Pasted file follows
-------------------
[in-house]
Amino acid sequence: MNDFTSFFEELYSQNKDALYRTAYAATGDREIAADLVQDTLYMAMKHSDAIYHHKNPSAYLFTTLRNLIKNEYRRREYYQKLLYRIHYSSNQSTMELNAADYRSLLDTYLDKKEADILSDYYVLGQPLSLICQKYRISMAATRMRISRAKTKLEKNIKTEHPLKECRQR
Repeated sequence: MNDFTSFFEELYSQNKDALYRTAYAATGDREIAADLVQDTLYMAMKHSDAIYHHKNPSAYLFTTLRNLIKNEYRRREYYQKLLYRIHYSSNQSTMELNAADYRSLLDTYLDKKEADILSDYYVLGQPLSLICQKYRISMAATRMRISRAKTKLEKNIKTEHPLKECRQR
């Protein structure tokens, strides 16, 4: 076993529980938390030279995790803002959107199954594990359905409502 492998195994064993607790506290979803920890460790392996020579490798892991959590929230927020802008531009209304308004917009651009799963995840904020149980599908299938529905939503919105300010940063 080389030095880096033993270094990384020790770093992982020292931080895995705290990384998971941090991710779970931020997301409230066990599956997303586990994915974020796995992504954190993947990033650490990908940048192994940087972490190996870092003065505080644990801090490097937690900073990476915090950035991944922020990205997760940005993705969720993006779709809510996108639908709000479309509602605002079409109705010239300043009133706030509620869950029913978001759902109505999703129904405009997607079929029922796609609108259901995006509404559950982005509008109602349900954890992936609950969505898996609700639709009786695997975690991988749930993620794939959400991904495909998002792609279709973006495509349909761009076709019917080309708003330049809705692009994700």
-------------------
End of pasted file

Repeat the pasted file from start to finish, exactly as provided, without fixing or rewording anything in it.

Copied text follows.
[in-house]
Amino acid sequence: MNDFTSFFEELYSQNKDALYRTAYAATGDREIAADLVQDTLYMAMKHSDAIYHHKNPSAYLFTTLRNLIKNEYRRREYYQKLLYRIHYSSNQSTMELNAADYRSLLDTYLDKKEADILSDYYVLGQPLSLICQKYRISMAATRMRISRAKTKLEKNIKTEHPLKECRQR
Repeated sequence: MNDFTSFFEELYSQNKDALYRTAYAATGDREIAADLVQDTLYMAMKHSDAIYHHKNPSAYLFTTLRNLIKNEYRRREYYQKLLYRIHYSSNQSTMELNAADYRSLLDTYLDKKEADILSDYYVLGQPLSLICQKYRISMAATRMRISRAKTKLEKNIKTEHPLKECRQR
């Protein structure tokens, strides 16, 4: 076993529980938390030279995790803002959107199954594990359905409502 492998195994064993607790506290979803920890460790392996020579490798892991959590929230927020802008531009209304308004917009651009799963995840904020149980599908299938529905939503919105300010940063 080389030095880096033993270094990384020790770093992982020292931080895995705290990384998971941090991710779970931020997301409230066990599956997303586990994915974020796995992504954190993947990033650490990908940048192994940087972490190996870092003065505080644990801090490097937690900073990476915090950035991944922020990205997760940005993705969720993006779709809510996108639908709000479309509602605002079409109705010239300043009133706030509620869950029913978001759902109505999703129904405009997607079929029922796609609108259901995006509404559950982005509008109602349900954890992936609950969505898996609700639709009786695997975690991988749930993620794939959400991904495909998002792609279709973006495509349909761009076709019917080309708003330049809705692009994700």